By Leith van Onselen
On Friday, Houses and Holes wrote an interesting article on how the Australian economy appears to have informally adopted aspects of the German ‘kurzarbeit’ system of employment rather than the ‘slash-and-burn’ approach of US laissez faire capitalism:
The basic difference is that Germany has a formal system of automatic stabilisers called “kurzabeit” that revolves around private firms reducing man hours (and the government making up some of the difference in pay) versus the US approach of treating jobs as a variable cost that gets cut when trouble starts. In short, the Germans cut hours while the Americans cut people.
…for the last decade the Australian labour market has been so strong that a private approximation of the German kurzabeit system has developed. Some call it labour hoarding and it is the willingness to use such approaches as reduced hours across a majority of staff rather than cut a minority owing to the fear that skill shortages will cost more in the long run if staff are let go…
In the dark days of the GFC , “Australian kurzabeit” is widely accepted to have prevented much larger job losses…
The downside, however, is that this is also a contributor to our productivity problem, as businesses spreads less hours over more people to ensure they have the depth of staff needed to address demand.
Certainly, Houses and Holes’ thesis is supported by the data. In the years since the global financial crisis (GFC) hit, the official Australian unemployment rate has increased only slightly, compared with the US, where the rate more than doubled:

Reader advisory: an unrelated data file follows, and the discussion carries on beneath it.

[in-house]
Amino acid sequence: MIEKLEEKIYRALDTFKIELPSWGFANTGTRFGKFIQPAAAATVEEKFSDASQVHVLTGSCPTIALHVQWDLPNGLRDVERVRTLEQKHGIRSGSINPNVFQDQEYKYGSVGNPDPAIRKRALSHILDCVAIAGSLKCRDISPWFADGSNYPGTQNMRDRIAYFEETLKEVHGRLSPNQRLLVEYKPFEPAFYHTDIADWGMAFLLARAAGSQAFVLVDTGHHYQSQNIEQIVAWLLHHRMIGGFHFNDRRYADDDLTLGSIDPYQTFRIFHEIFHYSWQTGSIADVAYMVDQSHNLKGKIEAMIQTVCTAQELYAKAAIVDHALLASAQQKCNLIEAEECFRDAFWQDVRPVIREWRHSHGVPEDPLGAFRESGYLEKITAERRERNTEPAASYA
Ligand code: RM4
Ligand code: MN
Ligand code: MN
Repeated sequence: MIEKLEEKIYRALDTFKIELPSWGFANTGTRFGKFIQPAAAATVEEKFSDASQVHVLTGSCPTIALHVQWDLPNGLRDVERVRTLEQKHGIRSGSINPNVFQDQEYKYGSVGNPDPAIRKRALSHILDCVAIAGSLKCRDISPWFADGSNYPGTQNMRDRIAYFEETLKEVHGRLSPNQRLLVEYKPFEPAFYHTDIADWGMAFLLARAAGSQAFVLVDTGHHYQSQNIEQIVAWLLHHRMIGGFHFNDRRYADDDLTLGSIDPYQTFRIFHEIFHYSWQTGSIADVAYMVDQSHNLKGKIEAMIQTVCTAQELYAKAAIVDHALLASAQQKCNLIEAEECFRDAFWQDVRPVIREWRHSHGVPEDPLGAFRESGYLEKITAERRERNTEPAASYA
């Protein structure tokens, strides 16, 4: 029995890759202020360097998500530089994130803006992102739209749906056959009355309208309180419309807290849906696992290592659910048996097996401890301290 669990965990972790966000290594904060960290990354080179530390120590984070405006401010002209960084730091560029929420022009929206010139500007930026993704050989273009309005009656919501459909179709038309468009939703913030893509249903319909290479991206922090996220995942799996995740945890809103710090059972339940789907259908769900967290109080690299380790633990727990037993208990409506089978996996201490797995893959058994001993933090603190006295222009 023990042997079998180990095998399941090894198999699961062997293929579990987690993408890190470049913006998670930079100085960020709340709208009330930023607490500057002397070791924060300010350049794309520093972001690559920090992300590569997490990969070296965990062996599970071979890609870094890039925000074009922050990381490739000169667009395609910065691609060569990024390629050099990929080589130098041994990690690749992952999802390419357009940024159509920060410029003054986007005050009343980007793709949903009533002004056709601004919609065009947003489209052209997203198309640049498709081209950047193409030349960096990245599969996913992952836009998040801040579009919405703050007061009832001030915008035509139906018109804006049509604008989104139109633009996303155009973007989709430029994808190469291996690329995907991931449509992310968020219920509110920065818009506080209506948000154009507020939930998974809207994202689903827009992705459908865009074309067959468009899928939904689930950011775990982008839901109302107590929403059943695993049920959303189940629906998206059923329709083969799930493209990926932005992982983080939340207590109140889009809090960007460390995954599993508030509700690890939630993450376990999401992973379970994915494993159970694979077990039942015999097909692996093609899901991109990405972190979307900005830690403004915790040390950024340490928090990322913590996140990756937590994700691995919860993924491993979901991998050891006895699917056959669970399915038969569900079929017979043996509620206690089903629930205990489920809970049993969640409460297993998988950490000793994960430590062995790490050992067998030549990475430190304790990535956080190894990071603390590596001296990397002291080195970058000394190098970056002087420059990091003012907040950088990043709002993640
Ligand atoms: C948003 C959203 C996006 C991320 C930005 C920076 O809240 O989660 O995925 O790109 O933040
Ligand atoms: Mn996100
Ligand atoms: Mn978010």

Also, the ratio of people employed to the overall population has fallen only slightly in Australia versus a large 5% dip in the US:
In fact, the US unemployment rate would actually be much higher had their labour force participation rate not fallen sharply in the years following the GFC. In comparison, the Australian participation rate is down only slightly:
Obviously, Australia’s stronger economy due to the mining boom and better targeted fiscal interventions have played a large role in keeping Australians in jobs and preventing the official unemployment rate from rising too far. But it is also the case that those fortunate enough to have jobs work longer hours in the US than they do in Australia, suggesting that US employers might be trying to extract more output from less labour resources:
Finally, Houses and Holes mentioned that Australia’s own form of the kurzarbeit could be sapping the nation’s productivity performance, as labour hoarding by Australian employers spreads output over a larger employment base. Again, this claim appears to be supported by evidence, with GDP per hour worked not only remaining well below that in the US, but also flat lining since 2007. In contrast, GDP per hour worked in the US has grown strongly since 2007 as employers have laid-off surplus staff and extracted more output from those still employed:
On balance, however, the Australian employment system has, to date, served Australia well. By ensuring that more Australians have remained in work, Australia’s economy has probably been more stable than would otherwise have been the case. And with higher overall levels of employment, there has likely been lower incidents of financial stress from households that are heavily indebted than would have occurred under a US-style system.
We should remember this when considering the options for increasing productivity in the future.